BRUSSELS – European finance ministers on Monday debated for the first time measures to ease Greece’s massive debt burden amid concern the International Monetary Fund might withdraw from the bailout talks.
At talks in Brussels, ministers from the 19-nation euro single currency bloc discussed short, medium and long-term measures that could be taken to help Greece, but they refused to consider any outright debt haircut.
Greece’s debt stands at about 180 per cent of gross domestic product and the IMF believes that primary surplus targets set by its creditors to secure billions of euros in rescue loans will be too tough to respect.
Until now, eurogroup countries have balked at discussing debt reduction until a long-delayed review is completed into how effective Greece has been in implementing austerity measures to secure last year’s 86 billion euro ($98 billion) rescue package.
But eurogroup chairman Jeroen Dijsselbloem conceded on Monday that “it is fair to assume that there will be debt sustainability issues” for Greece in the years ahead.
He said the ministers discussed short-term steps to optimize the management of Greece’s debt, medium-term measures like longer payment and grace periods once the current program ends in 2018, and to assess if needed additional measures in the years after 2018.
Dijsselbloem said it is “too early to say” whether the measures discussed would satisfy the IMF. He said that technical level talks would flesh out the measures in coming weeks and that he hoped further progress could be made when the ministers meet again May 24.
Time is of the essence for Greek Prime Minister Alexis Tsipras, whose government has to make a 2.3 billion euro debt repayment in July.
Greek Finance Minister Euclid Tsakalotos welcomed the debt talks.
“It’s a great relief that we are talking about debt and a great relief that we are talking about specifics,” he told reporters after the meeting.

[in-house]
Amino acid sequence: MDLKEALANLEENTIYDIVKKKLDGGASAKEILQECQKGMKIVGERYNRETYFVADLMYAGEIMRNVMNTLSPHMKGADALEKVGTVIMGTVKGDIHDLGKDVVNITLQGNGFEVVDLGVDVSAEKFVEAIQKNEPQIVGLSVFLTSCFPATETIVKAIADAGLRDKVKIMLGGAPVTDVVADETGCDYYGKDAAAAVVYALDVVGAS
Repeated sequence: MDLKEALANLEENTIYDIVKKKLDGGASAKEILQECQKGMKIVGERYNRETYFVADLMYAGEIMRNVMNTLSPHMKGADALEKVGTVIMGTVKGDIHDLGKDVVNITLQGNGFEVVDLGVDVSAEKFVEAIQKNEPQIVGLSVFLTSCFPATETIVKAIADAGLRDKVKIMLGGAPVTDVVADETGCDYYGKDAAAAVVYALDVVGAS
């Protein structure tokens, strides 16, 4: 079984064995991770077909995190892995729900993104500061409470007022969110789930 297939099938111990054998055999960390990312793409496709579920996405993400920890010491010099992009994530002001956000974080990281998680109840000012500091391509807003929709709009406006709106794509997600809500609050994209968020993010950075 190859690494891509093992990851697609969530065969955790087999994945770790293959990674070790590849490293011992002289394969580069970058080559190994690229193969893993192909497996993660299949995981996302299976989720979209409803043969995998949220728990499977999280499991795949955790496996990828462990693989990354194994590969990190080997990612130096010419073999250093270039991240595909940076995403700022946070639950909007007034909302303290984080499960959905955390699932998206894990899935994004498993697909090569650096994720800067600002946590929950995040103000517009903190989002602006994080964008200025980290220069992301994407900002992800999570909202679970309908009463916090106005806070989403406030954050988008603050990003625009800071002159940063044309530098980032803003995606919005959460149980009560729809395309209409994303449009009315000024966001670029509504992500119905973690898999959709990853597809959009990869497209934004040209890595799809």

“Not everything has been sorted out. But a lot of things have been sorted out and there is every expectation that the pieces of the jigsaw will be put in place by May 24.”
The IMF wants the eurozone states to agree to write off some of the money Greece owes them. Many states, led by Germany, have so far rejected that notion, though they could look to help Greece by extending debt repayment dates and lowering interest rates further.
“Haircuts are off the table,” insisted Finland’s finance minister, Alexander Stubb.
Greece’s third bailout since 2010. But a review of how effective Athens has been in making required austerity measures was supposed to have been completed six months ago.
The eurogroup meeting comes after Greece’s parliament approved Sunday a reform of the pension and tax systems. The reform, which would raise social security and pension contributions and hike taxes for many people, has run into fierce resistance from unions, which have launched repeated protests and walkouts — including a three-day general strike since Friday.
Greece’s economy has been hammered by six years of budget cuts that were required by creditors to reduce the country’s public debt load. The country has needed bailout loans since it was locked out of international borrowing markets in 2010 amid investor worries about its public finances. About a quarter of the workforce is now unemployed.
Greek Labor Minister George Katrougalos has said the government would not accept “additional actions” to reduce government spending beyond what it agreed to last summer, when Athens abruptly abandoned its anti-bailout policies and signed up to the third bailout. It only did that after defaulting on its debt payments — which could happen again this summer without progress in the bailout negotiations — and to avoid a catastrophic exit from the eurozone.
The IMF wants Greece to agree to the additional budget actions, which would be taken in case it misses its targets, but Greece and its other eurozone creditors are against that. The ministers discussed a “contingency” mechanism of additional measures that could kick in, should Athens fall short.
Derek Gatopoulos reported from Athens. Nicholas Paphitis in Athens contributed to this report.